The operating assumption that generally prevails in Washington, DC, is that the facts should fit the political narrative, not the other way around.
Every once in awhile, someone comes along and tries to spoil the fun. Such was the case February 1 when Dr. Bernard Goldstein, a physician, toxicologist, member of the National Academies of Science's Institute of Medicine, and former Reagan administration appointee at the Environmental Protection Agency, testified to the House Science Committee's energy subcommittee about public health issues associated with hydraulic fracturing.
This was the hearing from which Josh Fox, producer of the anti-fracturing documentary Gasland was ejected and cuffed by Capitol Police. That unfortunate incident grabbed the headlines, but Goldstein's important testimony shouldn't be overshadowed by the fracas over Fox.
The subcommittee hearing was called to rake EPA over the coals about natural gas. (Sorry for the mixed energy references.) The point in contention was EPA's controversial study in which agency experts said they found evidence of hydraulic fracturing chemicals in an aquifer in proximity to the Pavilion gas field, a tight sands formation in Wyoming.
Certainly, there are legitimate issues with the study. The results are preliminary, the study has not yet been peer reviewed, and questions about methodology have been raised by Wyoming's state Oil and Gas Commission. The results, even if on the mark, are not necessarily applicable to other gas fields, given geological differences. And "fracking," the shorthand term for hydraulic fracturing disliked by industry, has become a shorthand expression for a range of complex health and environmental issues associated with gas production, including many that are unrelated to fracturing and the chemicals used for the procedure.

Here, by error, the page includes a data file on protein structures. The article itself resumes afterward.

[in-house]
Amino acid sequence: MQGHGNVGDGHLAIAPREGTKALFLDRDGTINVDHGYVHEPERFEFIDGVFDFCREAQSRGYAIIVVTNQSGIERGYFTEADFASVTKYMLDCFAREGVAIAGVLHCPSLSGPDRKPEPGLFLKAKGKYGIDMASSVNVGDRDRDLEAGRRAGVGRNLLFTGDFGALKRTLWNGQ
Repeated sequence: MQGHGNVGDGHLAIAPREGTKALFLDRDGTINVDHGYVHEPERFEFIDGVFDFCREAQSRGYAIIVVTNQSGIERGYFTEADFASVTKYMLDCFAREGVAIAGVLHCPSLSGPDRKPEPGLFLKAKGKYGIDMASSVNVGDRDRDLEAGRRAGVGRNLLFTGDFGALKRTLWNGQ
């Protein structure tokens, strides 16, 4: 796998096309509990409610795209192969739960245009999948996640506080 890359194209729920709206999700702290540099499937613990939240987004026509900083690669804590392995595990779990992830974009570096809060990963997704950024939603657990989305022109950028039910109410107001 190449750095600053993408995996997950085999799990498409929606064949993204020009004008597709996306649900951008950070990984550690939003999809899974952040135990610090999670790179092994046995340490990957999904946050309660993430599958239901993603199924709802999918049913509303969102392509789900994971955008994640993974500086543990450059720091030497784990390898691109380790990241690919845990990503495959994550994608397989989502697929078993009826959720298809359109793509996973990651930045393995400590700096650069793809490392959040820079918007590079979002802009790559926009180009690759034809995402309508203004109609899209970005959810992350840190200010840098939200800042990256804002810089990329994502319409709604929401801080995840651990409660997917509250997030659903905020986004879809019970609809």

All those grey nuances aside, politics intruded as usual. See, the headline hunters cried, EPA is at it again, acting on its obsession to kill all jobs. Politicians, always on the prowl for oversimplifications and distortions that prey on emotions, have exacerbated the difficulty of finding a balance that would enable the U.S. to tap its abundant gas resources without unnecessarily risking public health. Hence, the February 1 subcommittee hearing at which pillorying EPA was the order of the day.
Goldstein had no interest in pillorying EPA. Nor is he interested in stifling the gas boom; indeed, he said it is in the country's best interest to maximize gas production while minimizing any attendant health and environmental risks.
Goldstein tried to drill three points into the politicians' neurological formations: 1) The public is concerned about the potential impacts of developing shale gas resources, 2) There is genuine cause for concern, and 3) Lack of support for research to better understand the potential health impacts of unconventional gas production is "shortsighted and counterproductive."
He also left the pols with three takeaway points: 1) The evolving process of unconventional gas production will lead to unwelcome surprises, 2) Given good oversight, the industry will figure out ways of recycling fracturing chemicals and keeping hydrocarbons out of drinking water supplies, and 3) Unconventional gas development will, at some point, be statistically associated with health problems.
Better to study the potential health issues now, characterize them accurately, and figure out ways of minimizing risks, he said, rather than ignore them and take a chance that a public health incident, five or 10 years down the road, gives the gas industry a black eye that puts a serious dent in the industry's growth prospects and hobbles the promise gas holds of replacing dirty coal plants.
Enter your city or zip code to get your local temperature and air quality and find local green food and recycling resources near you.